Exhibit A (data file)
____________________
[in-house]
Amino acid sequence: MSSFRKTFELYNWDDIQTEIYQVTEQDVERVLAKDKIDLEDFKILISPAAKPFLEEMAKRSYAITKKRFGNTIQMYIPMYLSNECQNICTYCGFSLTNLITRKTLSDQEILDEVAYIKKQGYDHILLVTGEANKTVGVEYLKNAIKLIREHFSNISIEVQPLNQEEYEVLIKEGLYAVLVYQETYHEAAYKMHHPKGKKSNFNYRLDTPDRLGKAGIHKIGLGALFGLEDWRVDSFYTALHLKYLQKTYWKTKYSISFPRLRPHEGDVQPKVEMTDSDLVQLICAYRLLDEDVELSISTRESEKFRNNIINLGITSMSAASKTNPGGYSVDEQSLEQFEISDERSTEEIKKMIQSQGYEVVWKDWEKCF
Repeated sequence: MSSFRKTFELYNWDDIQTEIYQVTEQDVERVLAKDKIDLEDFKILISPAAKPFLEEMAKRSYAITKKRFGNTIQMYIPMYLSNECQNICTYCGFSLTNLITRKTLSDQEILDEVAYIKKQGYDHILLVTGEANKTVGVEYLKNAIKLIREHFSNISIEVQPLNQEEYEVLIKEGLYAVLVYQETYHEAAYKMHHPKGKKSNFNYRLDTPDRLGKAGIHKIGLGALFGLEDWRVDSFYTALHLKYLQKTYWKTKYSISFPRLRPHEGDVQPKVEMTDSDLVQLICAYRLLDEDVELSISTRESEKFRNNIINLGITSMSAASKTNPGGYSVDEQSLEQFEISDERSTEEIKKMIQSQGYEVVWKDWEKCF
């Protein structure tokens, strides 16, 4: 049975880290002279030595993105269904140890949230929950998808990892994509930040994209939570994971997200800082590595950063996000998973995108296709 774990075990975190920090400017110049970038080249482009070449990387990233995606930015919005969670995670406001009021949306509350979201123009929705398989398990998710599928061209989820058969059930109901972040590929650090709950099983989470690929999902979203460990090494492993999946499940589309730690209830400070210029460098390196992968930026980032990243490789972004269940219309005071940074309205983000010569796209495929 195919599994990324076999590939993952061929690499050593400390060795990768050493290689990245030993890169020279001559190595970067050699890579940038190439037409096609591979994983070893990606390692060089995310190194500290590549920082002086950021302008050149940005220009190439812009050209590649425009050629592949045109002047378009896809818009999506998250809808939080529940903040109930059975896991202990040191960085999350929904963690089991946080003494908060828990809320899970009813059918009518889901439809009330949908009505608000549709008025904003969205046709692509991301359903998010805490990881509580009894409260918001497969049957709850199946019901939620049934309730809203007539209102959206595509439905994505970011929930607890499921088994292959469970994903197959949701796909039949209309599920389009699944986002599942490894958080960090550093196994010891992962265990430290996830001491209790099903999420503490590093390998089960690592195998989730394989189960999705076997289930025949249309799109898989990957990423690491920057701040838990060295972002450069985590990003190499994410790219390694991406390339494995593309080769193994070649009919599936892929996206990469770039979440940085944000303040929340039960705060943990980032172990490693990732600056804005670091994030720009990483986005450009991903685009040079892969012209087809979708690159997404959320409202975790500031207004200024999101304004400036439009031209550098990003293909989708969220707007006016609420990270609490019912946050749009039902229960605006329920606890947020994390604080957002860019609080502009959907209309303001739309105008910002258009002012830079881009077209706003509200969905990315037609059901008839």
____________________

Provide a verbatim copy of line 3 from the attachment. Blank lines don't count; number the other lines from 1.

Repeated sequence: MSSFRKTFELYNWDDIQTEIYQVTEQDVERVLAKDKIDLEDFKILISPAAKPFLEEMAKRSYAITKKRFGNTIQMYIPMYLSNECQNICTYCGFSLTNLITRKTLSDQEILDEVAYIKKQGYDHILLVTGEANKTVGVEYLKNAIKLIREHFSNISIEVQPLNQEEYEVLIKEGLYAVLVYQETYHEAAYKMHHPKGKKSNFNYRLDTPDRLGKAGIHKIGLGALFGLEDWRVDSFYTALHLKYLQKTYWKTKYSISFPRLRPHEGDVQPKVEMTDSDLVQLICAYRLLDEDVELSISTRESEKFRNNIINLGITSMSAASKTNPGGYSVDEQSLEQFEISDERSTEEIKKMIQSQGYEVVWKDWEKCF